Defendants obtained leave to appeal the trial court's January 19, 2005 interlocutory order. We affirmed the trial court in an unpublished opinion. See Seidman v. Spencer Sav. Bank, S.L.A., No. A-3899-04T5 (App. Div. March 23, 2006). With respect to Seidman's assertion that By-Law 31 was invalid under the SLA, we held that the Commissioner had exclusive jurisdiction on that issue. We noted that the Commissioner "must approve the by-laws unless the proposed by-law or change in by-law conflicts with [the] SLA." We also noted that the Commissioner's approval of the amended by-law "constitutes a final determination by an administrative agency," reviewable by this court pursuant to Rule 2:2-3(a)(2). We did not read Seidman's complaint as one seeking review of the Commissioner's final agency decision to approve the by-law amendment but as a claim for breach of fiduciary duty and waste. As to those claims,*fn3 we held that each was cognizable in the trial court.

The Chancery action was tried on two days in January 2007.*fn4

On April 13, 2007, the Chancery judge issued a written decision and an order denying Seidman's claim of corporate waste (the trip to Spain), but finding that the Board had breached its fiduciary duty to members "on the basis of member disenfranchisement[.]" The judge ordered the Board to "revisit By[-]Law 31, examine the need to amend the 10% requirement previously in place and set forth reasons for any changes[.]" The judge initially denied Seidman's request for attorneys' fees.

Seidman filed a motion with the Chancery judge for reconsideration, requesting the appointment of a committee to recommend a nomination procedure, and counsel fees. After hearing oral argument, the judge issued another written decision and order on June 28, 2007. The judge directed that the Board reconsider By-Law 31 within thirty days, and that the Commissioner review any replacement by-law. The judge also indicated that the court would award attorneys' fees upon Seidman's ensuing submission of an affidavit or certification of services.

Seidman submitted a certification of services the next day. On July 26, 2007, the trial court awarded him counsel fees of $55,722.24, and on August 29, 2007, the court awarded him costs and expenses of $7,286.60.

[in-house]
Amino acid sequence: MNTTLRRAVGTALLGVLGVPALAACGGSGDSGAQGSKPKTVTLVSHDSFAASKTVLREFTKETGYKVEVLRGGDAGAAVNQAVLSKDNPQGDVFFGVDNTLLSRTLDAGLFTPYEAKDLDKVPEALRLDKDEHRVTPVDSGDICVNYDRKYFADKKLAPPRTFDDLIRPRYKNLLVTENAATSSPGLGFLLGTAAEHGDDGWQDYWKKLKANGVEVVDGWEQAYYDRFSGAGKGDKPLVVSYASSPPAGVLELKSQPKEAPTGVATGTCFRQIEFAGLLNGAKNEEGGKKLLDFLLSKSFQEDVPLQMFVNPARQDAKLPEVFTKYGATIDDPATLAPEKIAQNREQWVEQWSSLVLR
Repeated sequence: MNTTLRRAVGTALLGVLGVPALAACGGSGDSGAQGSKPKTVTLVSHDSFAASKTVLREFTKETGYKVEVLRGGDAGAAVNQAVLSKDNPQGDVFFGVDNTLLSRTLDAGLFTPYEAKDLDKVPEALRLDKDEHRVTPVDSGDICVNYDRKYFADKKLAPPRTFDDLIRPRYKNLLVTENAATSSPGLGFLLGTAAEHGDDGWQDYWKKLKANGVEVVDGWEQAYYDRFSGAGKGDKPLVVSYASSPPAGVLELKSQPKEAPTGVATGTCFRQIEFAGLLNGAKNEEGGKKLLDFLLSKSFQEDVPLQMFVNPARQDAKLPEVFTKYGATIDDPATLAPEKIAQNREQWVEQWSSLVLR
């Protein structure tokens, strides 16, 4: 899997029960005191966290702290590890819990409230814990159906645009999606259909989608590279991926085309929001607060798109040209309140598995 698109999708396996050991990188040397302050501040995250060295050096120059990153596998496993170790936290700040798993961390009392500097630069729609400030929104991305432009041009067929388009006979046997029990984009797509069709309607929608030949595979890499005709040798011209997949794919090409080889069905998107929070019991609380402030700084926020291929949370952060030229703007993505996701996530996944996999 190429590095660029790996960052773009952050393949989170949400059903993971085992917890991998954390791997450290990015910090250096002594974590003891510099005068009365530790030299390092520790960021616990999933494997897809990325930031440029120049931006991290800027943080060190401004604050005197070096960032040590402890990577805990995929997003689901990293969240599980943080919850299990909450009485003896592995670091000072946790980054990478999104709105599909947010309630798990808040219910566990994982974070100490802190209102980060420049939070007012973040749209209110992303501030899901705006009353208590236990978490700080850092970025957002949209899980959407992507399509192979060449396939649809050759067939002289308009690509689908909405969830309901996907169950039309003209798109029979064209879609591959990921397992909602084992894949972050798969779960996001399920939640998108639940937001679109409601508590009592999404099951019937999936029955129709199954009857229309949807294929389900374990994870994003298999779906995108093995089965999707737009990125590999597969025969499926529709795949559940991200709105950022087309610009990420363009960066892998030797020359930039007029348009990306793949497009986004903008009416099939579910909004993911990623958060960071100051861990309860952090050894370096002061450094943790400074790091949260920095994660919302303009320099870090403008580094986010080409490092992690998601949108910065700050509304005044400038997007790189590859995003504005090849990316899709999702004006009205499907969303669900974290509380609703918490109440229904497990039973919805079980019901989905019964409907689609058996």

The Board met again on July 19 and 26, 2007. It issued another resolution on July 27, 2007, amending By-Law 31 to require members representing at least 15% of the eligible votes to nominate a board candidate.*fn5 The Board resolved to submit the new by-laws to the Commissioner for approval.

On August 3, 2007, Seidman applied to the Chancery judge for an order to show cause in aid of litigant's rights, contending that the amended By-Law 31, reducing the 20% requirement to 15%, continued to disenfranchise members. Again, he requested the appointment of a committee to propose a replacement by-law.

On September 10, 2007, defendants filed a notice of appeal from the Chancery Division's orders of April 13 (finding that the 20% requirement in By-Law 31 had wrongfully disenfranchised members), June 28 (requiring the Board to develop another by-law and for the Commissioner to review that new proposal) and August 29, 2007 (awarding counsel fees and costs).

Meanwhile, on September 11, 2007, the Commissioner approved the newly-amended by-laws, including the reduction of the nominating requirement in By-Law 31 from 20% to 15%. In his one-page certificate of approval, the Commissioner stated his conclusion, without any further substantive commentary, that "the amendments presented have been made for a proper purpose." The Commissioner also concluded that "the Board of Directors has appropriately researched and recorded the reasons for such changes." The full text of the Commissioner's September 11, 2007 approval document reads as follows:


Application has been made to the New Jersey Department of Banking and Insurance by Spencer Savings Bank, S.L.A., in accordance with the provisions at N.J.S.A. 17:12B-38 et seq., for approval of amendments to the Association's by-laws in sections 31 and 46. My review of this application finds that the amendments presented have been made for a proper purpose, and the Board of Directors has appropriately researched and recorded the reasons for such changes.